The Concept

The concept would require 35M Soldiers to come to the 470th MI BDE in temporary duty (TDY) en route to their next duty station. These Soldiers would first participate in training at the IDTF to refresh themselves on foundational elements of the 35M MOS. Secondly, participating Soldiers would be sent to one of several locations on the southwest border to actively participate in a long established overt debriefing LET where they will gain operational experience on debriefing, report writing, database management, source development and liaising with U.S. government personnel. Thirdly, participating Soldiers would participate in an established real-world friendly-force debriefing LET with mentorship from experienced HUMINT operators assigned to the 470th MI BDE in support of U.S. Southern Command (SOUTHCOM) and U.S. Army South (ARSOUTH). Finally, participating Soldiers will serve as part of a technical oversight chain by serving through an established HUMINT reports officer LET within ARSOUTH or 470th MI BDE. Once all phases of the immersive operational training is complete the Soldiers would arrive to their new units prepared to conduct real-world missions immediately.

INSCOM Detention Training Facility (IDTF)

The IDTF is the functional lead for interrogation training for the Army and is charged with enabling National Guard and Reserve units to train collective tasks in detention operations. The IDTF represents a niche capability not available anywhere else in the Army where Soldiers can attend an intermediate level of training. The IDTF is best situated to train 35M series Soldiers on collective capabilities. The IDTF is specifically designed to provide realistic scenarios where 35M Soldiers can re-baseline themselves on the fundamentals of the HUMINT functions prior to moving onto the additional three steps of the immersion path.

Debriefing LET

SPC Smith’s situation outlined in the introduction is not unique and illustrates the challenge HUMINT Soldiers face when making the transition from conducting training to executing real-world missions. The HUMINT discipline boils down to talking to a person, gathering data from that person needed to answer intelligence requirements, and writing that information down in a way it can be understood when fused with other intelligence disciplines to inform decision makers. The existing ARSOUTH/470th MI BDE debriefing LET represents a potential intermediate level bridge between the training environment and real-world missions. Soldiers participating in the LET are given the opportunity to hone their HUMINT skills by engaging people in a real-world environment under the watchful eye of experienced HUMINT non-commissioned officers (NCOs). The ARSOUTH/470th MI BDE debriefing LET represents a unique opportunity for initial entry 35M Soldiers to gather desperately needed experience in all aspects of the HUMINT discipline. Unfortunately, much like other LET’s the ARSOUTH/470th MI BDE is underutilized because units leaders are unwilling to allow a 35M Soldier attend the LET because of prioritization of garrison duties over tough and realistic training opportunities outside of the units control.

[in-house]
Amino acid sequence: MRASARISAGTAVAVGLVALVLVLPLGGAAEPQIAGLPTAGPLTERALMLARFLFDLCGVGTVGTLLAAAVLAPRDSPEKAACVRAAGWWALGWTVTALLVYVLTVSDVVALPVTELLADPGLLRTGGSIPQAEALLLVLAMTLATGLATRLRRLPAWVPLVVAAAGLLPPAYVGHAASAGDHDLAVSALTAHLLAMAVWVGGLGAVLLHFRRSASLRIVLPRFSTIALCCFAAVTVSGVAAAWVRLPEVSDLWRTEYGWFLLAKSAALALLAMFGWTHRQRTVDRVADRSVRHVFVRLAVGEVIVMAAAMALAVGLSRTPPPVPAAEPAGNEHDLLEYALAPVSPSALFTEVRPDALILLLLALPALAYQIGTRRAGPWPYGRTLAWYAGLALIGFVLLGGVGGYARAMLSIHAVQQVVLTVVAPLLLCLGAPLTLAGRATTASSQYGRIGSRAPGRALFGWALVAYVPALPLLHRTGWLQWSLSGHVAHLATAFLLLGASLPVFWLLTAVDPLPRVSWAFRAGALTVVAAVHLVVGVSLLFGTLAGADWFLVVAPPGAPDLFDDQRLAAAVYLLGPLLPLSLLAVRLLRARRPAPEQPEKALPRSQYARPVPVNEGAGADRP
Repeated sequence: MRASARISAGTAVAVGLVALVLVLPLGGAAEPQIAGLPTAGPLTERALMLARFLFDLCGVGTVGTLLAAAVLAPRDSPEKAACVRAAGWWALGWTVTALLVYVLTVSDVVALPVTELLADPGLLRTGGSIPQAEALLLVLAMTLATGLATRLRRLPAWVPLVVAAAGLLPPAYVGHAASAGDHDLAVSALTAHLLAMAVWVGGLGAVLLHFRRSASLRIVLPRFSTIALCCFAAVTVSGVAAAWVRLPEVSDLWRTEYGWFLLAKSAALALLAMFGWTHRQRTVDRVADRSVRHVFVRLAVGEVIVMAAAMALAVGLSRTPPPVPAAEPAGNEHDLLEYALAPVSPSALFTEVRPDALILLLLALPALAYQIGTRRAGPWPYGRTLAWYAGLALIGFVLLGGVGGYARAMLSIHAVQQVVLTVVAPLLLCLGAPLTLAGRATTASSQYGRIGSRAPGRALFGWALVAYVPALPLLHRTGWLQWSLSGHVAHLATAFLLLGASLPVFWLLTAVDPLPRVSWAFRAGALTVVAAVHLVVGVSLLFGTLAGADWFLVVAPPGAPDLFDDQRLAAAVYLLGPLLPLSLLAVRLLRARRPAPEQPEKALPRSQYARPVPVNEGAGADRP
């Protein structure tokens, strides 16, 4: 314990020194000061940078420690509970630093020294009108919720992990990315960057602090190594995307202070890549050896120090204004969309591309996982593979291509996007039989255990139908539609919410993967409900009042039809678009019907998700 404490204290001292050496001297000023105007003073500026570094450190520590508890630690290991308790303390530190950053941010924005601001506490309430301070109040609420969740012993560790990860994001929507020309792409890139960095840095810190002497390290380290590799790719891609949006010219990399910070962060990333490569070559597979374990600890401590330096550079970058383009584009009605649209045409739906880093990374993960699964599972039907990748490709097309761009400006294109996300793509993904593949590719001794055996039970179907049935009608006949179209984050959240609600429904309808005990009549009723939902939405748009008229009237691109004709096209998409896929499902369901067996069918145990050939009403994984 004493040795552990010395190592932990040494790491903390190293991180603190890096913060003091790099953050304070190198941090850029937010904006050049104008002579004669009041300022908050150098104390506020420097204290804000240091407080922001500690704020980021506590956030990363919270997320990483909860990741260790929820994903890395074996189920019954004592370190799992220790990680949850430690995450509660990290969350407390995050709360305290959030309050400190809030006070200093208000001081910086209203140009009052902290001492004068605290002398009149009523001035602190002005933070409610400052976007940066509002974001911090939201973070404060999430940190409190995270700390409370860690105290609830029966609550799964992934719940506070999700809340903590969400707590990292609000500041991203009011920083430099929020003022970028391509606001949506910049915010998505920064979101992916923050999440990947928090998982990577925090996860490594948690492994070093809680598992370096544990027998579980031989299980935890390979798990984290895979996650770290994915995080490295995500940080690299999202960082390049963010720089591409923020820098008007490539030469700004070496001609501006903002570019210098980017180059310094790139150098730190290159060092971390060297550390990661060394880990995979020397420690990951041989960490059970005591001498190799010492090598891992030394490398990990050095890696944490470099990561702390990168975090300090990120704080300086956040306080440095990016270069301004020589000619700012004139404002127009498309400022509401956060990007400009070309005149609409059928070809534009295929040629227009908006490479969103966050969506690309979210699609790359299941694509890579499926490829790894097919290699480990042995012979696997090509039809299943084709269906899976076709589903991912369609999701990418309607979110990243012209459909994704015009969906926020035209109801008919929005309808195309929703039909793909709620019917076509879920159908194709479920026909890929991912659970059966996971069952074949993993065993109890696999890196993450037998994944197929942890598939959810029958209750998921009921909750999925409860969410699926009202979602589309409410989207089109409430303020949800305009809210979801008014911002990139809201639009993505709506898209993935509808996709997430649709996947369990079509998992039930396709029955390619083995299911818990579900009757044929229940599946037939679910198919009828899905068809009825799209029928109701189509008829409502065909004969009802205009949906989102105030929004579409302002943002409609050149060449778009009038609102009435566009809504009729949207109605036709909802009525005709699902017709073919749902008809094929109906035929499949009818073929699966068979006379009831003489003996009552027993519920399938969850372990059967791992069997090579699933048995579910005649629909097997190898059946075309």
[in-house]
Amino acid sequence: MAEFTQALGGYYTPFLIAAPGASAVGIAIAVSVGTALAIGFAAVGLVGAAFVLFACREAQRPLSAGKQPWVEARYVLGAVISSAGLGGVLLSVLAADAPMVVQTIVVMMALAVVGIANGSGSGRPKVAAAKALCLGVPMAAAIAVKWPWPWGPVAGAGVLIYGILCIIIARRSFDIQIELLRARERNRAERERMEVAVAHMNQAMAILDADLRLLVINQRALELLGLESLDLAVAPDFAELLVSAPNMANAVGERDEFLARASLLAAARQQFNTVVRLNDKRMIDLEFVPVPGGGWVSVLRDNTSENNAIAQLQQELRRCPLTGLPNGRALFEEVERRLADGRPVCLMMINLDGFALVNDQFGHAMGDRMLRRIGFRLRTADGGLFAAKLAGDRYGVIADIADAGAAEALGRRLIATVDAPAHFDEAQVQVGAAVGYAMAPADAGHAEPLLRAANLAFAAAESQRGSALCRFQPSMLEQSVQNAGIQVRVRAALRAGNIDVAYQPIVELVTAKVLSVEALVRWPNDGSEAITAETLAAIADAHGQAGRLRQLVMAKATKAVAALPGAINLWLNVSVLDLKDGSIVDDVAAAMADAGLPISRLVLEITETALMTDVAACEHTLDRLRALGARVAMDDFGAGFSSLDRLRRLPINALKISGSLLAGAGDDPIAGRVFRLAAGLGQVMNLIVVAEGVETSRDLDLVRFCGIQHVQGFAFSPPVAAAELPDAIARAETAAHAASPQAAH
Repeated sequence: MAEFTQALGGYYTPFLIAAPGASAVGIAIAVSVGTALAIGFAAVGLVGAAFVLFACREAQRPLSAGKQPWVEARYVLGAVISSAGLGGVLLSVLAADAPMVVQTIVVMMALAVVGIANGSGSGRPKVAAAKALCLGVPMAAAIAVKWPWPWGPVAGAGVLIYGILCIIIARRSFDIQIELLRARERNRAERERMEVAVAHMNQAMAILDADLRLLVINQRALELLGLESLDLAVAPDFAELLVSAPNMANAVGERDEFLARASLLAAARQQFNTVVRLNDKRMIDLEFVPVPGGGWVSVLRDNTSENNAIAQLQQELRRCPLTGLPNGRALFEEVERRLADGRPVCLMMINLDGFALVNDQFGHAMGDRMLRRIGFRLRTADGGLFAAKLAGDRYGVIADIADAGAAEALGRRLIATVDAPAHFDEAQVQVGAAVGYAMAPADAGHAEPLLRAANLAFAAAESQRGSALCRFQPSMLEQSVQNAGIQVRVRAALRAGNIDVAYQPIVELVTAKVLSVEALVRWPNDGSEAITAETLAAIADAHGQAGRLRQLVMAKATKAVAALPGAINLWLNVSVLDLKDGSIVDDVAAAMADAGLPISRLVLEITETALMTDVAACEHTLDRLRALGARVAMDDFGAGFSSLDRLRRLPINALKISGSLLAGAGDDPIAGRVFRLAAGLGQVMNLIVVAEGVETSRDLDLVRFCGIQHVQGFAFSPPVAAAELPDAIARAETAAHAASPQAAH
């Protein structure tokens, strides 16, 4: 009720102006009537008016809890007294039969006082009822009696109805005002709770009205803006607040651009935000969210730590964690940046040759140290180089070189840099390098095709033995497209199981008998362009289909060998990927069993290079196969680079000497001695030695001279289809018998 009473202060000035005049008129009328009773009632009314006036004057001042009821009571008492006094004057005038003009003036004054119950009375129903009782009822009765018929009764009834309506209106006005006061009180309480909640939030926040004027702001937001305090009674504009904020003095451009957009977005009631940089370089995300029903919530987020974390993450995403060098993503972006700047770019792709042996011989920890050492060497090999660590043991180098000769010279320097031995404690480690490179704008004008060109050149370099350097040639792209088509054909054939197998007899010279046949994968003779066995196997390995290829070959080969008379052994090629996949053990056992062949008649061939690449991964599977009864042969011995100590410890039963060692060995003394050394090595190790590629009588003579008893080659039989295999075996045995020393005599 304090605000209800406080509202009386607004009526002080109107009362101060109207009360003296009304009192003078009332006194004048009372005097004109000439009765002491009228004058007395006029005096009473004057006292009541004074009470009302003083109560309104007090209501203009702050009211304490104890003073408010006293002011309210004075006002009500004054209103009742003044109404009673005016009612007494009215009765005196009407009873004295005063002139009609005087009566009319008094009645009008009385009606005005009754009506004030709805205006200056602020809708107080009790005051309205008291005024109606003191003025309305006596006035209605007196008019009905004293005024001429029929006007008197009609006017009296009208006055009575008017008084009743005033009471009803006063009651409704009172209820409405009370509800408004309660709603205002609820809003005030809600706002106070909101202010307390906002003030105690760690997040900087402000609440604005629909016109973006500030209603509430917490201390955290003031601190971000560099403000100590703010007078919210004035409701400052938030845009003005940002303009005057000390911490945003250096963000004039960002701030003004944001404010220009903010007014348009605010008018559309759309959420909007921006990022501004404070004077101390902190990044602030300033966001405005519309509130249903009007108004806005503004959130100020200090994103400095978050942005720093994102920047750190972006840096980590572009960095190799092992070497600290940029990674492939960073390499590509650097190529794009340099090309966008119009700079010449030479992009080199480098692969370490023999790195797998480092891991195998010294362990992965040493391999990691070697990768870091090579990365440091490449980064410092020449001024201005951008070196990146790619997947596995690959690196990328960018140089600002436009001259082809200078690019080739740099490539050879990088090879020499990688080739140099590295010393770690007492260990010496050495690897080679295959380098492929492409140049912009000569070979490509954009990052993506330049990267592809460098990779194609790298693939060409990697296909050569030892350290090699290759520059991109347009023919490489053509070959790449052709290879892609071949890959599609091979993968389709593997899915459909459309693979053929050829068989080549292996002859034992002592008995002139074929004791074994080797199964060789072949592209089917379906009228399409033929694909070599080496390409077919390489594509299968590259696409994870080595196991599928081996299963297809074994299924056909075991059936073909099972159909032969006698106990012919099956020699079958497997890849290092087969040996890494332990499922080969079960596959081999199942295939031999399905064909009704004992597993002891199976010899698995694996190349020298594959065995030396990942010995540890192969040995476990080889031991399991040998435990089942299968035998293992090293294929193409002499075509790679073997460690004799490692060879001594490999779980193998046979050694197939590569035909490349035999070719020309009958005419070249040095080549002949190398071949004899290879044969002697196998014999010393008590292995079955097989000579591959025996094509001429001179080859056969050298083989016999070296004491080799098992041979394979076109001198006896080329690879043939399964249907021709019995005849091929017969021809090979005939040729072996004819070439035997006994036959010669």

The intent of leveraging this particular LET is to allow initial entry Soldiers to put the skills they have been taught in school and at their unit to use in a real-world environment. This LET will allow these Soldiers to feel the pressure of sitting feet away from another person in a real-world environment where there are no scripts or school house answers. This LET would allow 35M Soldiers to transition from a training environment to a real-world operational environment in a controlled way while simultaneously allowing the gaining unit to receive a more proficient 35M. Once the 35M Soldiers had spent and adequate amount of time debriefing on the southwest border the Soldiers would transition to another existing but underutilized ARSOUTH/470th MI BDE LET focused on friendly force debriefings.

Friendly Force Debriefing LET